A train set out July 3 from Auschwitz, where the Nazis murdered 1.5 million people, mostly Jews, in World War II death camps, to cross Europe with the message that young people should reject race-hate and bigotry.
It was among six such trains leaving from around the Continent to combat racism, xenophobia, anti-Semitism, and intolerance as part of a youth campaign initiated by the Council of Europe with the slogan "All different, all equal."
The European Youth Trains, stopping at major stations on their way to be met by crowds, will promote discussions, present theater workshops, play music, and educate. They are carrying hundreds of people from 42 countries.
On July 9, the trains from Dublin, Athens, Stockholm, Warsaw, Auschwitz, and Algericas, Spain will converge at Strasbourg, France, for the start of a European Youth Week.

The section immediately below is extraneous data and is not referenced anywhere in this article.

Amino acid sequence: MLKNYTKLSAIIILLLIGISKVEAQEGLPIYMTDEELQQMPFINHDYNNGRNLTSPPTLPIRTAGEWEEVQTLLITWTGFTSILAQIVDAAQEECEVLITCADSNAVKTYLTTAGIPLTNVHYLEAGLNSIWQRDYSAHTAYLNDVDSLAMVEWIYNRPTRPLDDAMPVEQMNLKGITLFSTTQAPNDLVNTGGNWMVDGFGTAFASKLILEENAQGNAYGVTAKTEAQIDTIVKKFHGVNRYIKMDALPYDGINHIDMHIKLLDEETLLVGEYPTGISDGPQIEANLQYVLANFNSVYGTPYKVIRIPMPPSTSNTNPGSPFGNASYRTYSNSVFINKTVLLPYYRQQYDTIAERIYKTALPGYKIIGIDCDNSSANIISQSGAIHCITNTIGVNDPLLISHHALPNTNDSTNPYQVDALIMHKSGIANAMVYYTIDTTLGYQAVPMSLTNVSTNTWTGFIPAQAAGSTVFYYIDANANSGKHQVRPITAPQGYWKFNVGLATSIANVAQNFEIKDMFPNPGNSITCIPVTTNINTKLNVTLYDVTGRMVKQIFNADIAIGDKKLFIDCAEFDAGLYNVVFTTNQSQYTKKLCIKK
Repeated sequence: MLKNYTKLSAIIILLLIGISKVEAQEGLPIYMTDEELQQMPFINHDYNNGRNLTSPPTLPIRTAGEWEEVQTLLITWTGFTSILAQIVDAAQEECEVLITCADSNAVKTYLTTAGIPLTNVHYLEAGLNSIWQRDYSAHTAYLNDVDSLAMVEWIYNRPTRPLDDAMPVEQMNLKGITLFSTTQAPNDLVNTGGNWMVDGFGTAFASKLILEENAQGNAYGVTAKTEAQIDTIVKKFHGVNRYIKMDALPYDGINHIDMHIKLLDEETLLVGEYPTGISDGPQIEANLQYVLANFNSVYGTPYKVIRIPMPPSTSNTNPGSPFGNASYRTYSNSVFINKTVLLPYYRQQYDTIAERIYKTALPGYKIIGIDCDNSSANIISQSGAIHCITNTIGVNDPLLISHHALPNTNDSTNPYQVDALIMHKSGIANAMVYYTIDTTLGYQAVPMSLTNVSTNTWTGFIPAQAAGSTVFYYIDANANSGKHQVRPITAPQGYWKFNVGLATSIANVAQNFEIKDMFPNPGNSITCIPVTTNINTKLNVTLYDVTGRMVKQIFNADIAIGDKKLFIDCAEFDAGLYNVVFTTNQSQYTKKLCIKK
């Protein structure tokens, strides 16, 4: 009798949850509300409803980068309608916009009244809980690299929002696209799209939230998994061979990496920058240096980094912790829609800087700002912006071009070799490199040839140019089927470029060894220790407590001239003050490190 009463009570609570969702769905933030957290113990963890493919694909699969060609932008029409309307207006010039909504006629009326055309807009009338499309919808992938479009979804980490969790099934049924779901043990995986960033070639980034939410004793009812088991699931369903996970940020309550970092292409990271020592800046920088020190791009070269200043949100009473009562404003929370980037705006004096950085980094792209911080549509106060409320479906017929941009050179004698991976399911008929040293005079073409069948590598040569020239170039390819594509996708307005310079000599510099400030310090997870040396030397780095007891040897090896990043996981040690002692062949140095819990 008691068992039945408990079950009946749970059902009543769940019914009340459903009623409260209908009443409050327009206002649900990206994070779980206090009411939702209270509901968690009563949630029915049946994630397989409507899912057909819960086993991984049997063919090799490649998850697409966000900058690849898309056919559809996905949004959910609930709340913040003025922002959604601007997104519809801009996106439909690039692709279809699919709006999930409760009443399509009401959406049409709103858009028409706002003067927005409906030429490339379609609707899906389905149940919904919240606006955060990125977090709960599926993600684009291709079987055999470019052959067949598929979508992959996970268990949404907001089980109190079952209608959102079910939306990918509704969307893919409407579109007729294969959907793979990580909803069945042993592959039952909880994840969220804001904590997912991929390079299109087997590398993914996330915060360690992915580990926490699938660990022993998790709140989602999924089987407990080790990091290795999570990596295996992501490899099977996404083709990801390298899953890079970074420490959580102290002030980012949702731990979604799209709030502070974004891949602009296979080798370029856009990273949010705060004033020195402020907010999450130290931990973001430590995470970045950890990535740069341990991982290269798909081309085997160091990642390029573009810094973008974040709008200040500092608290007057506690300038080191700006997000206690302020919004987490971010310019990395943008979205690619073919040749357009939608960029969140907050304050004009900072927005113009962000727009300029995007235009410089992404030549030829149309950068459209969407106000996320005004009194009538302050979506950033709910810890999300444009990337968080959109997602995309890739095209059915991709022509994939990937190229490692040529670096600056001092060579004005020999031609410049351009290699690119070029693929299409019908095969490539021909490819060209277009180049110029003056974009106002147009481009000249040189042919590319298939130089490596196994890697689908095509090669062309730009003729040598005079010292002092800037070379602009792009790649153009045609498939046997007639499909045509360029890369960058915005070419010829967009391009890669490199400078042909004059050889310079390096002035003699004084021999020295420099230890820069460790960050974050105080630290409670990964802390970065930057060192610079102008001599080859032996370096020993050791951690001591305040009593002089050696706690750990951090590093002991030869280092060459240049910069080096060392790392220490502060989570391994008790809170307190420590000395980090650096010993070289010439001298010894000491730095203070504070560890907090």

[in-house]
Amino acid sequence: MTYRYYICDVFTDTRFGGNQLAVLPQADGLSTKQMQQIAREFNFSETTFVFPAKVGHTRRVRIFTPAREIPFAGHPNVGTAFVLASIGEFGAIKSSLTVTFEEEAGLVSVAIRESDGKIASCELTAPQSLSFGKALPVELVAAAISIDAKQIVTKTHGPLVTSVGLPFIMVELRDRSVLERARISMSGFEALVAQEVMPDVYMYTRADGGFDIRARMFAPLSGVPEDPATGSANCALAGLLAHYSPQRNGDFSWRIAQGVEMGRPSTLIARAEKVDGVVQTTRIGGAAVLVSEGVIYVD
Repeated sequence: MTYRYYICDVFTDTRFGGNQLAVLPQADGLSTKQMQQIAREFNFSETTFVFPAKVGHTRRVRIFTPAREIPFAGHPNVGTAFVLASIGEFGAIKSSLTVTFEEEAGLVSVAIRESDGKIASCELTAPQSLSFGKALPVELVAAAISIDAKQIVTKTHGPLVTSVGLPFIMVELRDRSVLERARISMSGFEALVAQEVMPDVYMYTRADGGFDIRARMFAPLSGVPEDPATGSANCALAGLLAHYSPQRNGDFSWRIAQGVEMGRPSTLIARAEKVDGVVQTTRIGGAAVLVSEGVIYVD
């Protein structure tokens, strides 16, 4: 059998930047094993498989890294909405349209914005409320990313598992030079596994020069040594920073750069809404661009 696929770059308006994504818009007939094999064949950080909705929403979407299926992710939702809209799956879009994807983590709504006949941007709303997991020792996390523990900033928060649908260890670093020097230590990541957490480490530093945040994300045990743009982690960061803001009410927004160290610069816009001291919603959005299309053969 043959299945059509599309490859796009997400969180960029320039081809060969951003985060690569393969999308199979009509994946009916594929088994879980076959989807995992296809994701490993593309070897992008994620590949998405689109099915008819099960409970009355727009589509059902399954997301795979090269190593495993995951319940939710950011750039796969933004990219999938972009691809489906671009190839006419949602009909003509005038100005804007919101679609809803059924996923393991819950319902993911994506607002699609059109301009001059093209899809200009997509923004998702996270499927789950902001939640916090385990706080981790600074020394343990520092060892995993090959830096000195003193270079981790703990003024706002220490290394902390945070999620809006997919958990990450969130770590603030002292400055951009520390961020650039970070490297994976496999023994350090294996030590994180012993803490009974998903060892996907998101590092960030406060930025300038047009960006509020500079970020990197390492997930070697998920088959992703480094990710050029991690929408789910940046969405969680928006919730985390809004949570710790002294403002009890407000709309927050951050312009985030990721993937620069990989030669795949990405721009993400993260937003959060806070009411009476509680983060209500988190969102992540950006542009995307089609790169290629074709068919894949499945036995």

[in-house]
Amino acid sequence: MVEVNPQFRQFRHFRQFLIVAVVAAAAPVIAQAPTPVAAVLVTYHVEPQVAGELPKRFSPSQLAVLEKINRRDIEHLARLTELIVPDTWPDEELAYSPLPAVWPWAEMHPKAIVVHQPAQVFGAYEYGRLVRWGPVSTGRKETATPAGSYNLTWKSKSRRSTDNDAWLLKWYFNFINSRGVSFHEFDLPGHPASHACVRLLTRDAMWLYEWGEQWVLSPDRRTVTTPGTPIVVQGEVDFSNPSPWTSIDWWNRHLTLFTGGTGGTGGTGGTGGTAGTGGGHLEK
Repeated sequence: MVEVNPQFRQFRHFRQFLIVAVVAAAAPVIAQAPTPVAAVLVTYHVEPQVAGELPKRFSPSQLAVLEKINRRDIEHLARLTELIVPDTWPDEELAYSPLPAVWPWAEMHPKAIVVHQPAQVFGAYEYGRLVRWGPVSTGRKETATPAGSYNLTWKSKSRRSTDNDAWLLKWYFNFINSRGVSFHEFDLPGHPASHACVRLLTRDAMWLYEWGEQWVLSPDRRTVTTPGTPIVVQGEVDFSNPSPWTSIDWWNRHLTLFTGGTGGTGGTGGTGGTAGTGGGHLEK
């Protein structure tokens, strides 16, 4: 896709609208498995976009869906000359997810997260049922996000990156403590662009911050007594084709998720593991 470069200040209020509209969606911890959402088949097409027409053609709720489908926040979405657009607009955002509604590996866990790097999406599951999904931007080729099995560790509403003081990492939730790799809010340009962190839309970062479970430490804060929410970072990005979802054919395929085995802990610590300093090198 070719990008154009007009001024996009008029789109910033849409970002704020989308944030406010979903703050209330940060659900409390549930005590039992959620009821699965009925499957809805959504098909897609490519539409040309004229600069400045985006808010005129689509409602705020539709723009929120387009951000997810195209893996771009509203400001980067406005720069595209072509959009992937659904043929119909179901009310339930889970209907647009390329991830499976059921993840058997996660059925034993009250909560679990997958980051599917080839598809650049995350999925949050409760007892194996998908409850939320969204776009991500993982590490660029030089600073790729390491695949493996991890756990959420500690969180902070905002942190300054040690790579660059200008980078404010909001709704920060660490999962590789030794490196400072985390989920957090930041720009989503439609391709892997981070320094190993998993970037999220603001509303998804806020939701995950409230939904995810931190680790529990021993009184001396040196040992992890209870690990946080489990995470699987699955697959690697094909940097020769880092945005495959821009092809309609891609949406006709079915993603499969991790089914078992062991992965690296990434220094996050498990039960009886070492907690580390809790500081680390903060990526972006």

Each of the trains, setting out simultaneously, has a different theme. The Auschwitz train carries pictures supplied by the European Jewish Congress, including some portraying the Auschwitz-Birkenau death camp. Unlike the others, which carry delegations and give other young people shorter rides, this Train of Collective European Memory carries no passengers.
The Warsaw train is carrying people from countries of the former Soviet Union and its satellites. They will encourage discussion of the problems of democratic development in post-communist Europe.
The Algericas train will stress cooperation between Europe and North Africa, focusing on the problem of immigrants.
Dublin's is dealing with European unity. Stockholm's, carrying people from Scandinavia and the Baltic states, will promote cultural freedom, and Athens's focuses on beliefs.